BY DAVID AVERILL Editor, Editorial Pages
Sunday, April 22, 2012
4/22/12 at 3:39 AM
The Oklahoma Senate last week approved, 31-15, a bill that would reduce the state's top income tax rate to 4.95 percent from the current 5.25 percent. The measure also includes triggered reductions that eventually would eliminate the personal income tax altogether.
If it becomes law, the bill could cost the state about $56 million in fiscal 2013 and $144 million the following year and ever after.
The numbers aren't important because this bill is only one of several income tax-cutting measures floating around in the Legislature and the final figures will be determined by a joint Senate-House conference committee.
Most, if not all, of those measures would eliminate the personal income tax; they differ only in how quickly they would do that. To put this into perspective, income taxes, personal and corporate, provide about a third of total state revenues. And about a third of state revenues go to the public schools.
Arguments on behalf of the bill Tuesday were the same ones always made by the anti-taxers.
"It is not our dollars," said Sen. Gary Stanislawski, R-Tulsa. "It doesn't belong to us. It belongs to the people of the state of Oklahoma."
That statement is not original with Stanislawski. It's Republican dogma, a mantra chanted, at every tax-cutting ceremony such as Tuesday's Senate session. Of course, it's not true.
The Oklahoma Constitution, Article X, Section 2, authorizes - indeed, requires - the Legislature to raise taxes to "defray the estimated ordinary expenses of the state for each fiscal year." Tax dollars that are legally levied and collected by the state no longer "belong" to individual taxpayers. They belong to the collective Oklahoma.
"People can spend their dollars more wisely than we can as a state entity," Stanislawski continued.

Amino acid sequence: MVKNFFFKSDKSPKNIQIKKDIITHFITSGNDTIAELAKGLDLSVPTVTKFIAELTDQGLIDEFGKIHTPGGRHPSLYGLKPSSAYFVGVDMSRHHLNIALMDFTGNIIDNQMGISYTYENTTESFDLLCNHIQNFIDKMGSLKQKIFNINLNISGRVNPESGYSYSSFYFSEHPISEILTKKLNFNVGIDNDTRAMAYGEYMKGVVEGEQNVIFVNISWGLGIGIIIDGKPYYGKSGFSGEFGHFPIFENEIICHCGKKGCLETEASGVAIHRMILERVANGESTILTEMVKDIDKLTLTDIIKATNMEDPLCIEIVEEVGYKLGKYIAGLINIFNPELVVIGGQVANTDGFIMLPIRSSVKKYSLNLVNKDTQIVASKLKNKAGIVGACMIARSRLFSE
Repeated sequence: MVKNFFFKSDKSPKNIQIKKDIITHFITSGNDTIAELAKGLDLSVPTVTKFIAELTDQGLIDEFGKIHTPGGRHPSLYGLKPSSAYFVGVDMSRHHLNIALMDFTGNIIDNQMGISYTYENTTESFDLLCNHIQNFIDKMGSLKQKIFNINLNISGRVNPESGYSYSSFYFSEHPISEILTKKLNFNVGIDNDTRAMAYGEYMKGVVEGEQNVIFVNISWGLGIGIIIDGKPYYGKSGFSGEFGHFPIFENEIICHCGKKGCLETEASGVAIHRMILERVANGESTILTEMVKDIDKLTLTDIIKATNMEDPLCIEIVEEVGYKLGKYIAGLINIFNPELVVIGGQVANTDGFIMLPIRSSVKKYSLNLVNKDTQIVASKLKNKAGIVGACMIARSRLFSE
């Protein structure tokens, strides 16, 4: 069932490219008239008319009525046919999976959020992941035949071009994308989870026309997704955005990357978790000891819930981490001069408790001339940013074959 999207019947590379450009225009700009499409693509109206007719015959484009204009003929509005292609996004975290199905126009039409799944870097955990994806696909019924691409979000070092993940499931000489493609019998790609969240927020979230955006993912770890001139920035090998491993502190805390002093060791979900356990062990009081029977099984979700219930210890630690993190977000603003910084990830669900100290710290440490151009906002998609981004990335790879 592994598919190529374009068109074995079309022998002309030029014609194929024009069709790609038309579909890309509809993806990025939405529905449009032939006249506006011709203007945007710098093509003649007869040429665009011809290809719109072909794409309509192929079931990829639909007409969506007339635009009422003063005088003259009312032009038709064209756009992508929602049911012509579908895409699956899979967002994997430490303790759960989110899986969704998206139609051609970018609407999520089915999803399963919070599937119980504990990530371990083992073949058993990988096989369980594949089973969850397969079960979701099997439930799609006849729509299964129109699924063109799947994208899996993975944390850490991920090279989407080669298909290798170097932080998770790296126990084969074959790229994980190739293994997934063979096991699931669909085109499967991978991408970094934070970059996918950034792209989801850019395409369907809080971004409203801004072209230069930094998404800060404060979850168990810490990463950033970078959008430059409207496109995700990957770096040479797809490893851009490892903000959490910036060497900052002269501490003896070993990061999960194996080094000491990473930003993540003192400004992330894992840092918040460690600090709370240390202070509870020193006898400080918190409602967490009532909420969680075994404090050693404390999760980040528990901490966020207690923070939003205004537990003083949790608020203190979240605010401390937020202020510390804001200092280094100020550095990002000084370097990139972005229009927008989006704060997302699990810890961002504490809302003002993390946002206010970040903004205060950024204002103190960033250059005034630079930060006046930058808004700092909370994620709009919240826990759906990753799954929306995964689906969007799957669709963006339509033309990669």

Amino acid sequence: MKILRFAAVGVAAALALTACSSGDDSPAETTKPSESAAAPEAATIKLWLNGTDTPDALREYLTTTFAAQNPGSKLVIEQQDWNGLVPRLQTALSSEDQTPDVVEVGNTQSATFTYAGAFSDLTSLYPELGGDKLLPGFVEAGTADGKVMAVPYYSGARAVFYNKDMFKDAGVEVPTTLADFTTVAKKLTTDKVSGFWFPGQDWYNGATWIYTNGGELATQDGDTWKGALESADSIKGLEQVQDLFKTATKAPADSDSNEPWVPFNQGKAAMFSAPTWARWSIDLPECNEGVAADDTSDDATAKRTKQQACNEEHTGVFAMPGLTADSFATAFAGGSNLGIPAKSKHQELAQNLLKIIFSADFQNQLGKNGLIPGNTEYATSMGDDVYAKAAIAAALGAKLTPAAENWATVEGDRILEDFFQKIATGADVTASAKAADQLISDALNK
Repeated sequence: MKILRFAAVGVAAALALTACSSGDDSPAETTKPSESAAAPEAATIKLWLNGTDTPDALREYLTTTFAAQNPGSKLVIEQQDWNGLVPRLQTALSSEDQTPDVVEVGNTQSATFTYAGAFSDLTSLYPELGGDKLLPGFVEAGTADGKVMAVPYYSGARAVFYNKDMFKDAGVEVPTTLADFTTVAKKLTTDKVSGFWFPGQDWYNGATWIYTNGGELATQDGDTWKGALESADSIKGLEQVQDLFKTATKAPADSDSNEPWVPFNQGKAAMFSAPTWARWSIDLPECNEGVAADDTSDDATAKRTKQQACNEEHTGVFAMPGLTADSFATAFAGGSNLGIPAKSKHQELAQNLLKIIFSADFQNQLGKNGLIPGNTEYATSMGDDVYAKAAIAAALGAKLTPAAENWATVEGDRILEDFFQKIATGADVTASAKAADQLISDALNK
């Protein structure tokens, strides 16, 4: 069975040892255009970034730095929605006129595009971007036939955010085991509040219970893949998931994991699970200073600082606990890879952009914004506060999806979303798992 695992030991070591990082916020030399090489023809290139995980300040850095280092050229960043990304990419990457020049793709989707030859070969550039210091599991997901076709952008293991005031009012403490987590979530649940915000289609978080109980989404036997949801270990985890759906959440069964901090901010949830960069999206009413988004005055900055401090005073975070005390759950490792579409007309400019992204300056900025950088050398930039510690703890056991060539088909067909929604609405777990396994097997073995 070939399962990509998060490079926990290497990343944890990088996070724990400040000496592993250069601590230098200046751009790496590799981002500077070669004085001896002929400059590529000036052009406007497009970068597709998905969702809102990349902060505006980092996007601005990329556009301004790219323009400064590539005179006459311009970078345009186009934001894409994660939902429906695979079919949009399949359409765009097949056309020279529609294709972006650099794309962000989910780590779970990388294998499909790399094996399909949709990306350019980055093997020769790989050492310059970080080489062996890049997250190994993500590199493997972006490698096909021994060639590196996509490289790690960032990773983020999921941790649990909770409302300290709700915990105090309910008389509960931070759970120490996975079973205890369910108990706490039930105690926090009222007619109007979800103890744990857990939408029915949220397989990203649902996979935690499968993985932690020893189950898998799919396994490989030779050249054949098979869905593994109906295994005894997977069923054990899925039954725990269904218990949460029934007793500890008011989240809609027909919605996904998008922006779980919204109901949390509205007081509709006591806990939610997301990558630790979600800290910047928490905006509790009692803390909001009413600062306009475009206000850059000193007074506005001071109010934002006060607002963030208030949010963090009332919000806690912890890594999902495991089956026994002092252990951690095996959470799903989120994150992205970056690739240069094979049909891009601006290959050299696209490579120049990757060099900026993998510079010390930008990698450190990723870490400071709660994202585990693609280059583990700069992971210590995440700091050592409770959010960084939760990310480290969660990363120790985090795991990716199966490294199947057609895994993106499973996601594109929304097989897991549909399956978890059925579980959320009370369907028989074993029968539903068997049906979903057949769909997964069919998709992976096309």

That might be true but an individual Oklahoman, no matter how wise his or her expenditures might be, couldn't do much in the way of building and maintaining a highway system or a public safety department. Nor could they, as individuals, "establish and maintain a system of free public schools wherein all the children of the state may be educated," as the Legislature is charged (Article XIII, Section 1).
The whole idea of having a government is that individual citizens, whether they like it of not, chip in their fair share so that the collective state can provide the necessary services that individuals cannot provide for themselves.
The author of the bill, Sen. Clark Jolley, R-Edmond, added that his constituents believe they are overtaxed. Of course they do - they've had that knee-jerk response reinforced often enough by pandering lawmakers.
The last time a state tax increase of any significance was passed by the Legislature was in 1990. That was the historic education reform and revenue measure, House Bill 1017. It increased state sales and income taxes by about $230 million to pay for reforms including smaller classes, improved teacher pay and higher school accreditation standards.
HB 1017 narrowly passed the Legislature but opponents launched an initiative petition campaign to challenge it. Oklahomans, however, ratified the bill in a statewide vote.
Opponents of HB 1017, stung by their defeat at the polls, launched an initiative petition drive for a constitutional amendment that requires a three-fourths majority of both houses of the Legislature - a virtually unobtainable margin - or a simple majority vote of the people to pass a revenue bill. That measure, State Question 640, was adopted by voters in March 1992.
Since then there has been one state tax increase, a cigarette tax hike, and it was approved by a vote of the people in 2004. An attempt to increase gasoline and diesel fuel taxes, to pay for highway and bridge improvements, was soundly defeated by voters in 2005.
A legislative reform of the motor vehicle tag system in the late 1990s was supposed to be revenue neutral, but it actually resulted in a significant decline in tag fees.
Meanwhile, over the past five years the Legislature has been steadily whacking away at the state personal income tax top rate.
State services, including the so-called core services like education and public safety, have paid and will continue to pay a stiff price. A recent study by two respected economists, Robert Dauffenbach of the University of Oklahoma and Larkin Warner of Oklahoma State University, revealed that reductions in income tax, motor vehicle tax and state sales tax lost to Internet sales have cut Oklahoma tax collections by $1.9 billion a year.
And so we see public education being strangled, as local districts are forced to close schools, lay off teachers, increase class sizes and eliminate programs such as art, music and advance placement courses.
Maybe the anti-taxers are right. Maybe we ought to take all those tax dollars away from the Legislature and let individual taxpayers fend, wisely, for themselves. Couldn't be much worse than it is.
David Averill, 918-581-8333